All About Migraines in Dentistry

Migraines are intense headaches with additional symptoms

Migraines are intense headaches with additional symptoms


Lasts between 4 and 72 hours. In children, migraine attacks are almost always accompanied by severe nausea, vomiting, and dizziness.


In its natural course, the frequency and severity of migraine attacks decreases after the age of 45. This is not exclusively related to menopause, as the decrease of frequency and severity of migraine attacks occurs in men of that age as well. During pregnancy, a decrease in migraine frequency beginning at the end of the third month has been shown in approximately 60-80 % of cases.

Appearance - Clinical

Migraines are characterized by severe, often one-sided, pulsating, throbbing headaches that increase in intensity during physical activities. Individual attacks are accompanied by a lack of appetite (almost always), nausea (80 %), vomiting (40-50 %), photophobia (60 %) and phonophobia (50 %), and hypersensitivity towards certain odors (10 %).

When the headaches are one-sided, they may change sides within the course of a single attack or from one attack to the next. The headaches often start in the neck, which is why it is often falsely assumed that there is a causal correlation between the cervical spine and the migraine. The headache then spreads over the head and temple region all the way into the face.

Prior to the headache phase itself – and less often during the headache phase – about 10-15 % of patients experience a period of neurological stimulus and visual loss phenomena that is referred to as the “migraine aura.”

In the past, this type of migraine was identified as a “migraine accompagné” or classical migraine. Most patients suffer from stimulus and visual loss phenomena of the visual brain regions with unsystematic vision disorders, the perception of flashes of light and fortifications (jagged lines of light), and defects in the visual field.

In addition to visual disorders, sensibility disturbances, nerve deficiencies, speech and language disturbances, dizziness and equilibrium disturbances may occur. In the migraine aura period, it is typical for symptoms to develop over a period of 10-20 minutes and then slowly subside again. The symptoms cannot be associated with brain-specific vessel territories. Afterwards, the actual headache phase begins. In rare cases, isolated auras without any headache may occur.

Illnesses Differentiating from the Migraines – Differential Diagnosis

Tension headache, organic causes, medication-induced headache

Special Forms of Migraine

The menstrual migraine is understood as a migraine attack that occurs exclusively or almost exclusively within a close temporal relationship with the monthly period. These attacks are often longer than normal migraine attacks.

Disease Mechanism - Pathophysiology

Many twin studies have already pointed towards the fact that there is a high probability that migraine constitutes a hereditary disease. For a special type of migraine, namely the familial hemiplegic migraine, in which an almost complete hemiplegia paralysis occurs within the course of the aura, genetic defects on chromosome 19 and chromosome 1 have been identified. The gene on chromosome 19 codes for a P/Q calcium channel mainly present in the brain, so it has to be assumed that the migraine – as with other neurological diseases – probably constitutes a so-called ion channel disease.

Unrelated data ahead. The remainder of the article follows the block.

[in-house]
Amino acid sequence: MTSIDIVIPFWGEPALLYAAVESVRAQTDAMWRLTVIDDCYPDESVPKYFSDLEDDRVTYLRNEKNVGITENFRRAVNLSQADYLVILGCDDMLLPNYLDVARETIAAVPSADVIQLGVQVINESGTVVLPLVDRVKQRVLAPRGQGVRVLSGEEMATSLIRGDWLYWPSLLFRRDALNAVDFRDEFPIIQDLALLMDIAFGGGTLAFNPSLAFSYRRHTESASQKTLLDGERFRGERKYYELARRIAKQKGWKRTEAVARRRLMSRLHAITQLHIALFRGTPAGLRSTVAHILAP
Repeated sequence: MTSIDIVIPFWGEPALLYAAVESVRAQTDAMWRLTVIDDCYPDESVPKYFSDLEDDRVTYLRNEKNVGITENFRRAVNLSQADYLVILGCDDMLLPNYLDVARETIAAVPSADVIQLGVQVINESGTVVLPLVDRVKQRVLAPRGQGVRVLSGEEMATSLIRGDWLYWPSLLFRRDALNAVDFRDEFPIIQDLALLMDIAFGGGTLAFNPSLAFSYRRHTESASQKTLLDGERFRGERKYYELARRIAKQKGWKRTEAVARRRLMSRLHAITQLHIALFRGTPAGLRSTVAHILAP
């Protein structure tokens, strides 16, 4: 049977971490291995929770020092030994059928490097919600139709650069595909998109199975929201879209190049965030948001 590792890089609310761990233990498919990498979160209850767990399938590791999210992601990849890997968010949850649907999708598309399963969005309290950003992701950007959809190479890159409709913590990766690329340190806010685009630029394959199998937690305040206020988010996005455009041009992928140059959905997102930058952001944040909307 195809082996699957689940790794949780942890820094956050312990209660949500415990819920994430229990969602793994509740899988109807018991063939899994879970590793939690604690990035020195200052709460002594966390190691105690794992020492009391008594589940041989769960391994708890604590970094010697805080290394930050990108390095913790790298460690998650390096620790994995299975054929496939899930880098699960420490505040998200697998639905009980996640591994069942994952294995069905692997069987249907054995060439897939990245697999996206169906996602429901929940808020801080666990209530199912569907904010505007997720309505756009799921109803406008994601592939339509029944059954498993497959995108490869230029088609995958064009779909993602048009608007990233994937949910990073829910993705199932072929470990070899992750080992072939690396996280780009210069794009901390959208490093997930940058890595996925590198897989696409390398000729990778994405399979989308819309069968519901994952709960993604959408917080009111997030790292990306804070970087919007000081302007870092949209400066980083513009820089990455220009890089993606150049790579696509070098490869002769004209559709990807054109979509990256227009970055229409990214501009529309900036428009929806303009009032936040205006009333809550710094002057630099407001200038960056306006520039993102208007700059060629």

These diseases involve temporary functional disorders of ion channels, which then lead to reversible neurological deficiencies.

The affected calcium channel is almost exclusively found at neurons of the central nervous system. It has its highest density in the brainstem in the pain processing systems region and in the occipital pole region. This could explain why aura symptoms are primarily visual in nature.

The fact that genetics plays an important role in migraines also explains why the disease itself is incurable. It is only possible to treat acute migraine attacks and, in cases of frequent attacks, to perform an effective prophylaxis.

Trigger Factors

These are biological factors or environmental influences that can (but do not have to) trigger a migraine attack given a corresponding inner reaction readiness.

Hormonal fluctuations in women are significant trigger factors. This explains the accumulation of migraine attacks during the period and during ovulation. During the initial taking of hormonal preparations, either for conceptive purposes or after menopause for the treatment of discomforts within the course of menopause or for prophylaxis for osteoporosis, the first manifestation of migraine or a deterioration of an existing migraine may occur.

With regard to the area of behavior, changes of the circadian rhythm are possible trigger factors, which could partially explain why migraines occur more often on the weekend than during the week. Environmental factors such as flickering light, noise, higher altitudes, cold temperature, and smoky rooms can possibly trigger migraine attacks. Psychological factors are anxiety, stress, and relief reactions after stress.